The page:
Twins have intrigued humankind for more than a century. Twins are not as rare as we may think: 1 in 80 live births and hence 1 in 40 newborns is a twin, and the trend is upward. In behavioral genetics, demography and psychology, monozygotic twins are studied to assess the importance of nurture relative to nature. In the social sciences, twin births are also used to denote an unexpected increase in family size which assists causal identification of the impact of fertility on investments in children and on women’s labor supply. A premise of studies that use twin differences or the twin instrument is that twin births are quasi-random and have no direct impact (except through fertility) on the outcome under study.
Our recent IZA discussion paper (forthcoming in the Review of Economics and Statistics) presents new population-level evidence that challenges this premise. Using almost 17 million births in 72 countries, we show that the likelihood of a twin birth varies systematically with maternal condition. In particular, our estimates establish that mothers of twins are selectively healthy. We document that this association is meaningfully large, and widespread- that it is evident in richer and poorer countries, and that it holds for sixteen different markers of maternal condition including health stocks and health conditions prior to pregnancy (height, obesity, diabetes, hypertension, asthma, kidney disease, smoking), exposure to unexpected stress in pregnancy, and measures of the availability of medical professionals and prenatal care.
We also show that a positive association of the chances of having twins with health-related behaviors in pregnancy (healthy diet, smoking, alcohol, drug consumption), although we do not rely upon this because behaviors in pregnancy may reflect a response to the mother’s knowledge that she is carrying twins.
Differences between mothers of twins and singletons
Previous research has documented that twins have different endowments from singletons, for example, twins are more likely to have low birth weight and congenital anomalies. We focus not on differences between twins and singletons but rather on differences between mothers of twins and singletons, which indicate whether occurrence of twin births is quasi-random. It is known that twin births are not strictly random, occurring more frequently among older mothers, at higher parity and in certain races and ethnicities, but as these variables are typically observable, they can be adjusted for. Similarly, it is well-documented that women using artificial reproductive technologies (ART) are more likely to give birth to twins but ART-use is recorded in many birth registries, and so it can be controlled for and a conditional randomness assumption upheld.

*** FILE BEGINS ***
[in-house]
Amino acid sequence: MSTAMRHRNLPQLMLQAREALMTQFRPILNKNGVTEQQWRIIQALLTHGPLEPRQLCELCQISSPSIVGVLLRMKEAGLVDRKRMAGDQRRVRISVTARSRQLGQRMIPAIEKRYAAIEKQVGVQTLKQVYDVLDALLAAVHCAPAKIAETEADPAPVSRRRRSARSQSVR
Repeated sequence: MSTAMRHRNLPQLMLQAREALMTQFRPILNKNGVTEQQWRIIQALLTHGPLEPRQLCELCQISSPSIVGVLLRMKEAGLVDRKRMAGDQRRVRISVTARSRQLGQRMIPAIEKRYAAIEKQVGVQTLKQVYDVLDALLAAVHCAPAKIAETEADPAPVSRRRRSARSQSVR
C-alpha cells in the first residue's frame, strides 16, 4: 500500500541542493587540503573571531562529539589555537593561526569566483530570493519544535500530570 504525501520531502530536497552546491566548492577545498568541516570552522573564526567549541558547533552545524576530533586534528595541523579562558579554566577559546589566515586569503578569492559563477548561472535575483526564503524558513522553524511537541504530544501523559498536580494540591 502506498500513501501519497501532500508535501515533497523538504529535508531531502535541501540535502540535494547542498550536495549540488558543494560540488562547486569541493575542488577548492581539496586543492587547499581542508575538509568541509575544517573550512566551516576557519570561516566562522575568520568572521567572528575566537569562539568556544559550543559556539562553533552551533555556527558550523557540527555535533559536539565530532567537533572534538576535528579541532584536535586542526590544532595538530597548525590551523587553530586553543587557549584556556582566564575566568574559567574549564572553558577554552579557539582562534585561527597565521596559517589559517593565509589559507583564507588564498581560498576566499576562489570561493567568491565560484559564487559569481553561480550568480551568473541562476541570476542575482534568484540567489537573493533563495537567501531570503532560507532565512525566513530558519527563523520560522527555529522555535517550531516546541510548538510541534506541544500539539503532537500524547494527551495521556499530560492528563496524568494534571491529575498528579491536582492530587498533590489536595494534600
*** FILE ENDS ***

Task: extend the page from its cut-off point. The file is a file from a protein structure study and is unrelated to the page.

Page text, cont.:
The reason that our finding is potentially a major challenge is that maternal condition is multi-dimensional and almost impossible to fully measure and adjust for. To take a few examples, fetal health is potentially a function of whether pregnant women skip breakfast, whether they suffer bereavement in pregnancy, or exposure to air pollution.
Our underlying hypothesis is that twins are more demanding of maternal resources than singletons and, as a result, conditions that challenge maternal health are more likely to result in miscarriage of twins than of singletons. We discuss the role of alternative mechanisms including non-random conception and maternal survival selection. We provide evidence in favor of the selective miscarriage mechanism using US Vital Statistics data for 14 to 16 million births.
Selective miscarriage is similarly the mechanism behind the stylized fact that weaker maternal condition is associated with a lower probability of male birth. We confirm this in our data, showing that twin births are more likely to be female.
Controlling for maternal health conditions
Our findings add a novel twist to a recent literature documenting that a mother’s health and her environmental exposure to nutritional or other stresses during pregnancy influence birth outcomes, with many studies documenting lower birth weight. If birth weight is the intensive margin, we may think of miscarriage as an extensive margin response, or the limiting case of low birth weight.
Our findings have implications for research that has exploited the assumed randomness of twin births. No previous study has attempted to control for maternal health conditions or behaviors. Studies using twins to isolate exogenous variation in fertility will tend to under-estimate the impact of fertility on parental investments in children, and on women’s labor supply if selectively healthy mothers invest more in children post-birth, and are more likely to participate in the labor market.
This is pertinent as it could resolve the ambiguity of the available evidence on the impacts of fertility. In particular, recent studies using the twin instrument challenge a long-standing theoretical prior in rejecting the presence of a quantity-quality (QQ) fertility trade-off in developed countries, but our estimates suggest that this rejection could in principle arise from ignoring the positive selection of women into twin birth. Similarly, research using the twin instrument tends to find that additional children have relatively little influence on women’s labor force participation. But, again, these estimates are likely to be downward biased.
The results of studies in Economics, Psychology, Education and Biology that instead exploit the genetic similarity of twins will not be biased but will tend to have more restricted external validity than previously assumed.